Thursday, April 9, 2009

OilCan Drive Update

Some kind of cold-sickness-bug has had me down for the past week or so.

It's been one of those colds where it's not so bad that it keeps you bed-ridden but it makes it really hard to do much more than sit on the couch and watch movies. But, last night it broke and I went out for a bike ride to get my legs moving once again. This morning, other than the sniffles, I felt better than I had in a week. So, things are looking up.

The last we heard about OilCan Drive I had decided to put it on the back burner for a while. I had written a full length 120 page movie style script for a story and had planned on drawing it out as one long graphic novel. Of course, 120 pages of written word, I found out, translates to about 250-300 pages of drawn comic book pages. With no down time on the horizon, I had to put the book down and focus on the paying work.

But, around Christmas, I had a week or so off and, as my head cleared, I thought about what I enjoyed about the concept of OilCan Drive and what I'd really like to do with it. I decided to push back all the comments and game plans I had heard from other people about what I should do with the project and tried to really focus on what made me the happiest. Not if it would sell or not, not to try and gain the approval of some faceless critic, and not to follow what people said "would work".

Just what would make me happy.

So, with some down time on my hands I've begun working again on the OilCan Drive project.

And, while I'm not ready to reveal the plans I have yet I do have a bunch of pages I drew from the graphic novel, movie script idea.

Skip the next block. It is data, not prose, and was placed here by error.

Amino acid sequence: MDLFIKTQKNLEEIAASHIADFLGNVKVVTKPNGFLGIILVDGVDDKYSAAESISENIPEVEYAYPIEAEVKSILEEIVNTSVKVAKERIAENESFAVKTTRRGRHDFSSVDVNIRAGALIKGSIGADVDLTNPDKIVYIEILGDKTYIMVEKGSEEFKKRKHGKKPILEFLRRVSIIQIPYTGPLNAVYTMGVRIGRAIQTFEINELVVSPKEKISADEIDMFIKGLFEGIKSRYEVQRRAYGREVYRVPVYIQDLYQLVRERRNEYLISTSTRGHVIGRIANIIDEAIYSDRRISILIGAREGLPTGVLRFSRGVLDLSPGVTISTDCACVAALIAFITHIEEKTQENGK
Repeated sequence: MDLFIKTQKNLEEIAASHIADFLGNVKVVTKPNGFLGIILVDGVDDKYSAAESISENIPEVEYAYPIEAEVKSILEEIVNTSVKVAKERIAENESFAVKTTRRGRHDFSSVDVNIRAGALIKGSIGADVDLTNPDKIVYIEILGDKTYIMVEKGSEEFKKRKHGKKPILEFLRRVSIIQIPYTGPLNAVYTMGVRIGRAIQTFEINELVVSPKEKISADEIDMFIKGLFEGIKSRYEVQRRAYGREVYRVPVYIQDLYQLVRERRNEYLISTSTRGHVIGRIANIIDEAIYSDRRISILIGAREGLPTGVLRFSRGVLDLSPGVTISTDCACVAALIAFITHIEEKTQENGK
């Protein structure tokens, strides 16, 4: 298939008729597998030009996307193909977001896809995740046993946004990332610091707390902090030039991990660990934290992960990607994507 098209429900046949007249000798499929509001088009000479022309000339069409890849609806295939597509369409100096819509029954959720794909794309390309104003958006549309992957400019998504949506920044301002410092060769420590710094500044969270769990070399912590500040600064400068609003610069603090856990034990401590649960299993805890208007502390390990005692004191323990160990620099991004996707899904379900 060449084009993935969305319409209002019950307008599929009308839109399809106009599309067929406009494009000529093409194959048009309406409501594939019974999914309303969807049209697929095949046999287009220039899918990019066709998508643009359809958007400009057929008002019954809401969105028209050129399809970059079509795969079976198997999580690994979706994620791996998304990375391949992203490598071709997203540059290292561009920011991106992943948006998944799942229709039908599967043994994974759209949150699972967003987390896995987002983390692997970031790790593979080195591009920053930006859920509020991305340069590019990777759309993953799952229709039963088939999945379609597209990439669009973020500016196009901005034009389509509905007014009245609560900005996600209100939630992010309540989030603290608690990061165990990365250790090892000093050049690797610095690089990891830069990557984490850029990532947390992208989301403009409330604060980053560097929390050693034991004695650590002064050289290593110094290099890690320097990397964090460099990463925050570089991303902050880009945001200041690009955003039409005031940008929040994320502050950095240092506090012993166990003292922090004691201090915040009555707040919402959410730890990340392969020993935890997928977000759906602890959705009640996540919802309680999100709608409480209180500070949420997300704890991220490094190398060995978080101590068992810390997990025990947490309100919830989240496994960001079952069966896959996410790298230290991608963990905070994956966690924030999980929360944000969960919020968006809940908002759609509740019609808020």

This two page sequence was the initial lead-in to the story. I always liked the idea of an introduction of some sort and the idea of Ryan sitting behind a table in a dark room being grilled about his past seemed a nice way to do that. It gave the reader a quick glimpse of things to come and a few story questions.

These pages also were a first for me in that I was trying to duplicate things I had done in the past by hand with the new digital medium. Photoshop makes it easy enough to do anything you want to do to a piece of artwork. But, in this book, I wanted to give myself rules and limitations. I wanted it to look like I had cut zip-a-tone shading film and spattered ink across the page with a toothbrush. I wanted it grittier than most polished artwork you see out there these days.

So, if nothing else, I learned some new ways to do old things from the first few initial pages of the OilCan Drive graphic novel. And, you can bet I'll be using those lessons in the new project. And, I have a few more pages from this book so I'll post them soon enough.

For now, back to work...

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